The final touches are being put on Super Bowl XLVII.
If everything goes to form on Super Sunday at the Superdome, most expect the San Francisco 49ers to defeat the Baltimore Ravens in Super Bowl XLVII.
As we all know, playing the perfect football game is difficult enough. Playing that game on the biggest stage of the season is nearly impossible.
Not that we haven’t seen examples in the past. It is worth noting that the last three Super Bowl champions—the 2009 New Orleans Saints, the 2010 Green Bay Packers and the 2011 New York Giants—did play turnover-free football in their victories.
So we present what could go right and what could go wrong for the Ravens and 49ers this Sunday evening. How these clubs handle adversity is probably much more important than how they handle success.
What’s been interesting about watching Joe Flacco during this postseason has been his command and confidence. It’s something we didn’t see as recently as the first half of the Wild Card Game vs. the Indianapolis Colts.
Since the fifth-year signal-caller started to throw the long ball effectively in the second half of the 24-9 win over the Colts, Flacco has looked like a different quarterback. He has thrown for eight scores and no interceptions in three postseason games, while completing just 54.8 percent of his passes.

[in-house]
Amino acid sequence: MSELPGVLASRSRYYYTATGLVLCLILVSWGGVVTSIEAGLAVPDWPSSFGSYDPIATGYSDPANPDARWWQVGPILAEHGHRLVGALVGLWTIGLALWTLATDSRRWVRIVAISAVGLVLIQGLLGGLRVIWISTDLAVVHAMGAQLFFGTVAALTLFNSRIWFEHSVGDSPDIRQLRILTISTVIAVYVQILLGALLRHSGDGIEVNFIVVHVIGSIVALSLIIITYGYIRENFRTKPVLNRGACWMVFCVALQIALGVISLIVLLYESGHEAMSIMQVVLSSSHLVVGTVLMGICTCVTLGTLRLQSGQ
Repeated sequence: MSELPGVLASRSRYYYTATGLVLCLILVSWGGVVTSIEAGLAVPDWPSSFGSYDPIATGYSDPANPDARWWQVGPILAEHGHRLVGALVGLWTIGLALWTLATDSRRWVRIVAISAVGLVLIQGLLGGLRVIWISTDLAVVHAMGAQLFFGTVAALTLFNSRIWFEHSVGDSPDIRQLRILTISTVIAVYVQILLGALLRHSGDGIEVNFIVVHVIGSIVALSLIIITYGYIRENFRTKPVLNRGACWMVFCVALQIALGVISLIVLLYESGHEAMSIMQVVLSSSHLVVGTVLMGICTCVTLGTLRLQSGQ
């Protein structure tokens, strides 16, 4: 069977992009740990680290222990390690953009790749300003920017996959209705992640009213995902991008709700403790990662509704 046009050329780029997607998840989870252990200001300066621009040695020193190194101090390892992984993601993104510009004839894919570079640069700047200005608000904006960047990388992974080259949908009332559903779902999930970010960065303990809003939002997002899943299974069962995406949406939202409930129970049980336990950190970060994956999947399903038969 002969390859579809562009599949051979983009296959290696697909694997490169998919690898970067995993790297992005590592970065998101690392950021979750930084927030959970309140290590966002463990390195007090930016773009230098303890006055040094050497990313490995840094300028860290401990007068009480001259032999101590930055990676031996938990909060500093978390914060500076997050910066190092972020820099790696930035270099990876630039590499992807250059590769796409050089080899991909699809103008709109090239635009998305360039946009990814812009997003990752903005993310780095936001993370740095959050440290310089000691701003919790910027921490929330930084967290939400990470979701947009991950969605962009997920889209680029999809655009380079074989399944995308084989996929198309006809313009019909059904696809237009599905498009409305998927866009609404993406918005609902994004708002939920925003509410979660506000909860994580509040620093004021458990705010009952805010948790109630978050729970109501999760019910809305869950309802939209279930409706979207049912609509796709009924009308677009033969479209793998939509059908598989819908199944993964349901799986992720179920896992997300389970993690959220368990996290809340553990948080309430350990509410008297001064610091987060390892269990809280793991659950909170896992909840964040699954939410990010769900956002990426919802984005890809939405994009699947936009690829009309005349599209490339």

Ideally, Flacco will give the 49ers defense a little more to think about and elevate his completion percentage by incorporating running backs Ray Rice and Bernard Pierce and fullback Vonta Leach into the passing game. The trio has combined for only eight receptions in these playoffs but may be called on to test that Niners linebacking corps early and often.
That will loosen up the 49ers defense, which will make it easier for the strong-armed passer to eventually go downfield.
It’s safe to say that San Francisco’s Colin Kaepernick has been pretty impressive in his two playoff starts, and he’s done it with his arm and his legs.
If the Ravens don’t guess correctly, the second-year pro could do to them what he did to the Green Bay Packers and Atlanta Falcons.
Lost in the 45-31 win over the Packers was Kaepernick’s performance through the air, which seemed to be overshadowed by his record 181 rushing yards and two touchdowns. He completed 17 of 31 attempts for 263 yards and two scores.
While he ran for only 21 yards vs. Atlanta on two attempts, he hit on 16 of 21 passes for 233 yards and a touchdown toss to tight end Vernon Davis. Ideally, Kaepernick will run the ball at least five or six times and complete at least 60 percent of his passes against the Ravens.
The 49ers' pass rush, led by Pro Bowl outside linebacker Aldon Smith, is more than capable of bringing the heat to Joe Cool.
Although Ravens quarterback Joe Flacco has an 8-4 postseason record, this is his Super Bowl debut.
While the fifth-year performer has not thrown an interception in the playoffs, he does have one of the team’s three turnovers. During the regular season, Flacco put the ball on the ground nine times in 16 games and lost four of those fumbles.
Baltimore’s revamped offensive line has allowed only four sacks during this playoff run. But if the Niners can make Flacco uncomfortable in the pocket and perhaps a little impatient, the Ravens passer could be pressured into a few turnovers.
Even some of those long passes could wind up in the hands of the San Francisco secondary.
Although 49ers quarterback Colin Kaepernick has wowed us at times this season, we sometimes forget that he is a second-year player.